Getting all “Head Mastery”


 

 

As head teacher of a school which teaches and learns through Fieldwork Education’s international Primary Curriculum (IPC), I’ve just returned from their delightfully titled, “Festival of Learning” here in London.

 

School leaders and school based curriculum leaders from IPC schools across the world joined together to share and further their understanding of what great learning looks like and how this can be adapted and developed by all schools to suit their context.

One of the great, and yet unusual characteristics of this conference, is that it does not rely on well known, professional and  highly regarded keynote speakers to lead the voyage of discovery. Instead, it draws on the leadership expertise within individual IPC schools. This results in an enrichment of understanding within the wider leadership community, based on the principle that those leaders are sharing their current practice as well as knowledge and understanding.

Schools in England are well used to working in “clusters” to moderate children’s work. The best schools also collaborate to share resources and expertise, but how many are so outward facing that they look beyond their own locality to develop their own leaders and practice?

By developing a meaningful, solid international link, one has the opportunity not only to see how leadership is developed elsewhere, but also discover what is highly regarded by others about your own school’s and country’s leadership and practice.

The workshop which I jointly facilitated with my school’s curriculum leader was on the topic of assessment in foundation subjects through questioning. We used the New Bloom’s Taxonomy (Anderson & Krathwohl 2001) to show how by just asking different targeted questions at the end of units of work, it can be highly effective in ensuring that there is high quality differentiation and assessment in subjects outside of the usual core subjects.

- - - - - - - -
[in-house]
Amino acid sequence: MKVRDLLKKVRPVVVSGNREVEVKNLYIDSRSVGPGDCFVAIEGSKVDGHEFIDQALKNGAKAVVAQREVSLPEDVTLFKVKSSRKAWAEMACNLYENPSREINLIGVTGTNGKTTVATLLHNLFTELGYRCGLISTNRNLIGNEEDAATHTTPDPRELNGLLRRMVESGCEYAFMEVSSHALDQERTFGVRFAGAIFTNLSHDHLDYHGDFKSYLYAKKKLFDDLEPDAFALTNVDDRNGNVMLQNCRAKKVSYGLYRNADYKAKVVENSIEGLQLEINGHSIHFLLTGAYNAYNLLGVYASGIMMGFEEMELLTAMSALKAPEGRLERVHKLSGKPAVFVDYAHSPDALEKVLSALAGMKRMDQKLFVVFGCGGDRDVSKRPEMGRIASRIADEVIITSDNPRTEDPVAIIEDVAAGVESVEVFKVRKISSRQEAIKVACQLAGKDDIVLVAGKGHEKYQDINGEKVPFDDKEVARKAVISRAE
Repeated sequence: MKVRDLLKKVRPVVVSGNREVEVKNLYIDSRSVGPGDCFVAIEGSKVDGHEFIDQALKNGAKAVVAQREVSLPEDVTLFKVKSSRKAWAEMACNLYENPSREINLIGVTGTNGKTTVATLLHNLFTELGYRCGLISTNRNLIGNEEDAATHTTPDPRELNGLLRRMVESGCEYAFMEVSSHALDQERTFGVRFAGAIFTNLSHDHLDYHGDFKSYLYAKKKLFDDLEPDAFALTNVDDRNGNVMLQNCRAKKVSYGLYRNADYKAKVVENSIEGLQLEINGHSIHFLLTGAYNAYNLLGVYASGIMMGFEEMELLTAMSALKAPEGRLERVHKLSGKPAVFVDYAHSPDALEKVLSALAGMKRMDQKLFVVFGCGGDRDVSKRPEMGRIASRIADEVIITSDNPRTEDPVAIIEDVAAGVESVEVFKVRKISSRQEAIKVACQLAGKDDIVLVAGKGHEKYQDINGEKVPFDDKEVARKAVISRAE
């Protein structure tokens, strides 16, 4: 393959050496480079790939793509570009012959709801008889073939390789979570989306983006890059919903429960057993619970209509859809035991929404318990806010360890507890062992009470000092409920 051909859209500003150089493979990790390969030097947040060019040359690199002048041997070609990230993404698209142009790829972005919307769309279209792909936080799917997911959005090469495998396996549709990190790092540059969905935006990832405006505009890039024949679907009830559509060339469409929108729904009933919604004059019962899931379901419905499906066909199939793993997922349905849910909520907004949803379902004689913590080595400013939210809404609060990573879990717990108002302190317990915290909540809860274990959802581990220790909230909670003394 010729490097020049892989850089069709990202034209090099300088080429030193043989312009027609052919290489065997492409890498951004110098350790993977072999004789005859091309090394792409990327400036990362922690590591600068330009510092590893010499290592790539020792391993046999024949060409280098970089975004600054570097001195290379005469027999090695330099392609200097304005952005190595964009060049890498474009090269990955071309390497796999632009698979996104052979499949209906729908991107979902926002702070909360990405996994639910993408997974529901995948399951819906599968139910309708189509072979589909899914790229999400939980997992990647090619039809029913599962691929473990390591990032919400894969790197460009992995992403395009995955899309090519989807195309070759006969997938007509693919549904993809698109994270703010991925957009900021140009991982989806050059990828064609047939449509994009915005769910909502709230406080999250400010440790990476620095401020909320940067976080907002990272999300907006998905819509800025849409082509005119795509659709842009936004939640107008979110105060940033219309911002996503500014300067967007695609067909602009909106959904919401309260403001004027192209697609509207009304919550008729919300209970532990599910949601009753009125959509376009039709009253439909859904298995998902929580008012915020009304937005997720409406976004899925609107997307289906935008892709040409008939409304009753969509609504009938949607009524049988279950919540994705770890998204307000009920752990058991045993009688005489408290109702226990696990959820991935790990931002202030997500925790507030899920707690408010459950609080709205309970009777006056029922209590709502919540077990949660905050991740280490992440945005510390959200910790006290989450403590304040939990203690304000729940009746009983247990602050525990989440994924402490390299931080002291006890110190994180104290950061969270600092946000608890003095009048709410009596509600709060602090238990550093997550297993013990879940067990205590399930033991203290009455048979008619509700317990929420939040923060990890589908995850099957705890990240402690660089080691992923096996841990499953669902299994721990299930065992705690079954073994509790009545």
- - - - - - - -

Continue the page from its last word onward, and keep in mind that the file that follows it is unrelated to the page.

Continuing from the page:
We also addressed the latest buzzword – “mastery”. I was fortunate enough to recently meet and listen to Professor John Hattie. He articulated the simple fact that “no one can reach the depths without breaking the surface” and that each type of question and each phase of the learning journey was equally important.

This was a “light bulb” moment for me, as often there can be a temptation for teachers and learners to rush the process in a desire to achieve the title of “mastered”. On sharing this with delegates, I could see the lights switching on for them also.

The Bloom Taxonomy is usually portrayed as a pyramid (see below), but how different would it be if mastery was considered as a pool to be dived into rather than something difficult to build and cumbersome to climb?  (see my diagram also below)

 

So shall we look at mastery differently? Shall we consider leadership differently? The two images and subsequent challenges couldn’t be more different.

I’ll leave you with some questions:

How do you look for expertise to develop leadership in your school?

Do you look beyond your local community? If not, how could you do so?

What is excellent about your own leadership and practice that you should promote and share?

What does mastery look like in your school; a pyramid to be scaled or a pool in which to dive and swim freely to the depths?

Simon Jackson

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